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GoDaddy Stops Hosting Texas Pro-Life Website That Allowed People To Report Suspected Abortions

GoDaddy Stops Hosting Texas Pro-Life Website That Allowed People To Report Suspected Abortions

 In this photo illustration the GoDaddy logo is seen on a smartphone and a pc screen.

A pro-life group that set up a website allowing people to reported suspected abortions following a new Texas law limiting abortions to the first six weeks of pregnancy has been shut down by website hosting service GoDaddy.

CNBC reported that GoDaddy put out a statement Friday announcing that it had suspended the website prolifewhistleblower.com, which was run by Texas Right to Life.“Last night we informed prolifewhistleblower.com they have violated GoDaddy’s terms of service and have 24 hours to move to a different provider,” GoDaddy said.

Texas Right to Life responded to the move in its own statement, saying it refused to be silenced and would find another provider to host its website.

“Our IT team is already in process of transferring our assets to another provider and we’ll have the site restored within 24-48 hours. Come back soon,” a spokeswoman said.

As The Daily Wire previously reported, “the Supreme Court and a lower federal court of appeals refused to rule on a demand from Texas abortion providers to stay the law pending further litigation.”

The law was not stayed possibly due to its enforcement mechanism, which allows civilians to sue anyone associated with helping a woman receive an abortion after six weeks into her pregnancy – but not the woman herself.

“In the novel legal strategy, the state Legislature designed the law to prevent government officials from directly enforcing it. The move was meant to make it much more difficult to bring a pre-enforcement challenge because there are not the usual government officials to hold accountable in court,” CNN reported. “Instead, the law allows private citizens — anywhere in the country — to bring civil suits against anyone who assists a pregnant person seeking an abortion in violation of the ban.”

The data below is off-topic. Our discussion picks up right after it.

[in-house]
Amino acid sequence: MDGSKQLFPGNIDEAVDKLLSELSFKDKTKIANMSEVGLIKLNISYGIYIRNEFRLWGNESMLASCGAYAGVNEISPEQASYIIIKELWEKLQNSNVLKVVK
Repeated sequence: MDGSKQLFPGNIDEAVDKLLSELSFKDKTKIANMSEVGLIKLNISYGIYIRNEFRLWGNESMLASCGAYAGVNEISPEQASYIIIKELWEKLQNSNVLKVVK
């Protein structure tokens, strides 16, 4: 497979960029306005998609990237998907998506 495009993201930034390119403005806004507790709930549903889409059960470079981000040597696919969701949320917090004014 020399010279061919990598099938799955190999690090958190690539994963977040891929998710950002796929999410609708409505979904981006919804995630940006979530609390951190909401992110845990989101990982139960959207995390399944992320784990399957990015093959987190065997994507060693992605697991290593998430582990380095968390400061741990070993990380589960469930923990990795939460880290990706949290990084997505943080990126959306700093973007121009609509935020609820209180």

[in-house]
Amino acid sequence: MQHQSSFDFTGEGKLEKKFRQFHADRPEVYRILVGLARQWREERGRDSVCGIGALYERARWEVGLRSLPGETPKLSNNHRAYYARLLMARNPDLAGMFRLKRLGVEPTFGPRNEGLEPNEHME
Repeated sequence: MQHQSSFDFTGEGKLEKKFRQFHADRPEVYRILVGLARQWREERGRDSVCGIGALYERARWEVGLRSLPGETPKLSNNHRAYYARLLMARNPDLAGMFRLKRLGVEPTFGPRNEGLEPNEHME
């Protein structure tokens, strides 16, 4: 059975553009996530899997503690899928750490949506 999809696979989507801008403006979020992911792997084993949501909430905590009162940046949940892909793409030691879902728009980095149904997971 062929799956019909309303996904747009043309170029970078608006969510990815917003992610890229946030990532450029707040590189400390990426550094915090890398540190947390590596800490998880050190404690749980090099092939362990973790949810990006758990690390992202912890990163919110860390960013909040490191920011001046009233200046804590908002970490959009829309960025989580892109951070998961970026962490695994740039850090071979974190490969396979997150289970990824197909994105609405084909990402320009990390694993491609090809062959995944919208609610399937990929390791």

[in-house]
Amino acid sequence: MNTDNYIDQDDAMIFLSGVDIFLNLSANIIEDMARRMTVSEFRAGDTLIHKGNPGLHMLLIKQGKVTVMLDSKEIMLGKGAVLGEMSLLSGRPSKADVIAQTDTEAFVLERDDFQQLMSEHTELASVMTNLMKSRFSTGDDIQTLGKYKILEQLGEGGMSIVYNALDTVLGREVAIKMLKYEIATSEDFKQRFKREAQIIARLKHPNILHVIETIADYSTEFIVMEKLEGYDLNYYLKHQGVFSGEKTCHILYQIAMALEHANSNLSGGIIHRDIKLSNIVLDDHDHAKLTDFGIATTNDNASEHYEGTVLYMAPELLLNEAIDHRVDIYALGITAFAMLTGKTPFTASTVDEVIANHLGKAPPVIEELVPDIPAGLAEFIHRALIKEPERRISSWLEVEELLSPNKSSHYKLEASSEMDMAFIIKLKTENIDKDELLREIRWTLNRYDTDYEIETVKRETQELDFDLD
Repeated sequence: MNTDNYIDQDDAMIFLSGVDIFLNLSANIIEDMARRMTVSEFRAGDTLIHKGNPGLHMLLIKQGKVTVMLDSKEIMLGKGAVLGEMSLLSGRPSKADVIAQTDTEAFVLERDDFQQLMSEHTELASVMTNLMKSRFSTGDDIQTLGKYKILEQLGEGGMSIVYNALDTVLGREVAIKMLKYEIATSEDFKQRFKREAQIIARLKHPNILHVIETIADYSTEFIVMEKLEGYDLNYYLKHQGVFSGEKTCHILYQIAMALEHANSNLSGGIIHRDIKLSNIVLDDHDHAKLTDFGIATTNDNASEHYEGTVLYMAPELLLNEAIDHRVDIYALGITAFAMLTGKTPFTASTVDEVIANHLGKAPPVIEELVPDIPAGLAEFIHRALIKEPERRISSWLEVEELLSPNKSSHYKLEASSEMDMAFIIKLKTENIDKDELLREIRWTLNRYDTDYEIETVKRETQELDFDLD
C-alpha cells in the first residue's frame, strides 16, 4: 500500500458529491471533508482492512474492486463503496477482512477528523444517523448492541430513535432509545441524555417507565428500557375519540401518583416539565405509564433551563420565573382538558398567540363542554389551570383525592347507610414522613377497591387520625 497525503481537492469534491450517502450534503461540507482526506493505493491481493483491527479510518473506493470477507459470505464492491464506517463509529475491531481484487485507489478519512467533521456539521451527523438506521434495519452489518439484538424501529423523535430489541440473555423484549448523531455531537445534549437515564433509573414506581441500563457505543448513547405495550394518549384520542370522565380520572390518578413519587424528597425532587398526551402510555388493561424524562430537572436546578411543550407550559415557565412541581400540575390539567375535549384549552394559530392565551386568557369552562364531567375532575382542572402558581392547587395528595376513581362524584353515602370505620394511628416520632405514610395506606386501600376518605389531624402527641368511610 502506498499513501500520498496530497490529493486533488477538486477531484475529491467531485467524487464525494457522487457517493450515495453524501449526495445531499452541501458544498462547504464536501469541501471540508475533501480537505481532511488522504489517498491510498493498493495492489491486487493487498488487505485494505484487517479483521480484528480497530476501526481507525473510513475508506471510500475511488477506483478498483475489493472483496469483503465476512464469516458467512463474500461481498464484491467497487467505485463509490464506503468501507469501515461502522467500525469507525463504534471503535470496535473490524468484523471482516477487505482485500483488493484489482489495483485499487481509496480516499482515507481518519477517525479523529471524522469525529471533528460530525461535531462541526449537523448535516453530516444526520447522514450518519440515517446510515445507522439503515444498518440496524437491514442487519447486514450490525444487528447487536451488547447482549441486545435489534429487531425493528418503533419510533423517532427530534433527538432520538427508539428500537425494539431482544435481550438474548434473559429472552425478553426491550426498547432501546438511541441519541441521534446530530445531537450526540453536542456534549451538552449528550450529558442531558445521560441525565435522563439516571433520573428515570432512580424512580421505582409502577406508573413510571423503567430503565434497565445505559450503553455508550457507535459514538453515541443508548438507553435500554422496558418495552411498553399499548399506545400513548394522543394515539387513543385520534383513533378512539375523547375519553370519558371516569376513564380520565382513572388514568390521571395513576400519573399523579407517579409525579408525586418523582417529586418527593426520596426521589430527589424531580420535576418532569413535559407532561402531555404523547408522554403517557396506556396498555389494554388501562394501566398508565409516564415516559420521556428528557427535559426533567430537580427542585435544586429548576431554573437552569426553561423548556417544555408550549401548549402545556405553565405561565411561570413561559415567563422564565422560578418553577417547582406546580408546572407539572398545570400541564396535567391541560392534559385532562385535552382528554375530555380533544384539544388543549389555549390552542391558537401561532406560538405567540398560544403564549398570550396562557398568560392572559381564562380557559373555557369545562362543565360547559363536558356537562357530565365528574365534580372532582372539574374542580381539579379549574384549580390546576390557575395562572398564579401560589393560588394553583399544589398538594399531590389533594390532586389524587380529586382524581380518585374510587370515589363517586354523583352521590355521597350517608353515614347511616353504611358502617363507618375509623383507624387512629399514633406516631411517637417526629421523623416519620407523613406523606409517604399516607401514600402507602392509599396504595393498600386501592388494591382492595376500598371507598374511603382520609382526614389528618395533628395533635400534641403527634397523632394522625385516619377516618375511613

The new law effectively bans abortion in the state after six weeks into a pregnancy and has drawn concerns from civil liberties advocates about the reliance on snitches seeking money to enforce the de facto ban.

The law has also led to numerous news outlets erroneously claiming the Supreme Court took a shot at Roe v. Wade, the decision that made abortion legal in America decades ago. Abortion activists still point to that decision even as medical science has discovered new information about fetal development and the ability to care for premature babies.

In the hours before the new Texas law took effect, at least one abortion clinic rushed to provide as many abortions as it could, as patients suddenly filled waiting rooms for the procedure. As The Daily Wire reported, one clinic performed “67 abortions in 17 hours” for women who seemed to suddenly need them before the law went into effect. It is unclear why the women were putting off their abortions prior to the midnight deadline.

Under the Texas law, doctors, clinic staff members, counselors, and anyone who participates in paying for the abortion or helping the woman obtain the abortion would be liable if the woman’s abortion occurred beyond six weeks in the pregnancy.

“Plaintiffs, who need not have any connection to the matter or show any injury from it, are entitled to $10,000 and their legal fees recovered if they win. Prevailing defendants are not entitled to legal fees,” The New York Times reported.

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